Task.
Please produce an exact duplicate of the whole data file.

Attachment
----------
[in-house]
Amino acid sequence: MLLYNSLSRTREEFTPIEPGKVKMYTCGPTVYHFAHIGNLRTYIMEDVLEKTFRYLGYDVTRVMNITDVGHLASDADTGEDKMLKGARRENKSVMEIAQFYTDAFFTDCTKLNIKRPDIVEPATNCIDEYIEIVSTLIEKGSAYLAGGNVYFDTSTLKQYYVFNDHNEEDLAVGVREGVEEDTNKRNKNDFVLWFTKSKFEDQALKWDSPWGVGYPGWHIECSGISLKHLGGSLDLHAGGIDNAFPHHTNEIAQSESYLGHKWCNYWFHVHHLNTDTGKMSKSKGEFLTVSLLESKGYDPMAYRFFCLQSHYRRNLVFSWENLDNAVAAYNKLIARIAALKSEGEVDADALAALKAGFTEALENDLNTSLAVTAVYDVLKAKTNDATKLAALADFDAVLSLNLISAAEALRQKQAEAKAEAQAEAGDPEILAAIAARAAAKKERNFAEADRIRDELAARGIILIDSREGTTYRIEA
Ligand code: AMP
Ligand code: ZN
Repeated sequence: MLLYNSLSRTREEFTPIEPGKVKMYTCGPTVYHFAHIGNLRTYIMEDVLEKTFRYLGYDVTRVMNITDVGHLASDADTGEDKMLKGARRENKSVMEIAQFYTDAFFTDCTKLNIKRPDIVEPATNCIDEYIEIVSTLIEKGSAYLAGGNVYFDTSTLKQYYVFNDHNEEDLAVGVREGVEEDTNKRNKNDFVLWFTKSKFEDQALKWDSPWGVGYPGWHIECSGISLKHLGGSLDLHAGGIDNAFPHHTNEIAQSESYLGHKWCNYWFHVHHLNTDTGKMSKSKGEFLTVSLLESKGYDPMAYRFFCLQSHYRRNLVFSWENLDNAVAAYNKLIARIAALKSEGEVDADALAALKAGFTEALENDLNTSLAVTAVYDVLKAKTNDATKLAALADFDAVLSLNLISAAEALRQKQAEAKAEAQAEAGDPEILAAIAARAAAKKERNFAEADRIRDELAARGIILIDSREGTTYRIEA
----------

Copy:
[in-house]
Amino acid sequence: MLLYNSLSRTREEFTPIEPGKVKMYTCGPTVYHFAHIGNLRTYIMEDVLEKTFRYLGYDVTRVMNITDVGHLASDADTGEDKMLKGARRENKSVMEIAQFYTDAFFTDCTKLNIKRPDIVEPATNCIDEYIEIVSTLIEKGSAYLAGGNVYFDTSTLKQYYVFNDHNEEDLAVGVREGVEEDTNKRNKNDFVLWFTKSKFEDQALKWDSPWGVGYPGWHIECSGISLKHLGGSLDLHAGGIDNAFPHHTNEIAQSESYLGHKWCNYWFHVHHLNTDTGKMSKSKGEFLTVSLLESKGYDPMAYRFFCLQSHYRRNLVFSWENLDNAVAAYNKLIARIAALKSEGEVDADALAALKAGFTEALENDLNTSLAVTAVYDVLKAKTNDATKLAALADFDAVLSLNLISAAEALRQKQAEAKAEAQAEAGDPEILAAIAARAAAKKERNFAEADRIRDELAARGIILIDSREGTTYRIEA
Ligand code: AMP
Ligand code: ZN
Repeated sequence: MLLYNSLSRTREEFTPIEPGKVKMYTCGPTVYHFAHIGNLRTYIMEDVLEKTFRYLGYDVTRVMNITDVGHLASDADTGEDKMLKGARRENKSVMEIAQFYTDAFFTDCTKLNIKRPDIVEPATNCIDEYIEIVSTLIEKGSAYLAGGNVYFDTSTLKQYYVFNDHNEEDLAVGVREGVEEDTNKRNKNDFVLWFTKSKFEDQALKWDSPWGVGYPGWHIECSGISLKHLGGSLDLHAGGIDNAFPHHTNEIAQSESYLGHKWCNYWFHVHHLNTDTGKMSKSKGEFLTVSLLESKGYDPMAYRFFCLQSHYRRNLVFSWENLDNAVAAYNKLIARIAALKSEGEVDADALAALKAGFTEALENDLNTSLAVTAVYDVLKAKTNDATKLAALADFDAVLSLNLISAAEALRQKQAEAKAEAQAEAGDPEILAAIAARAAAKKERNFAEADRIRDELAARGIILIDSREGTTYRIEA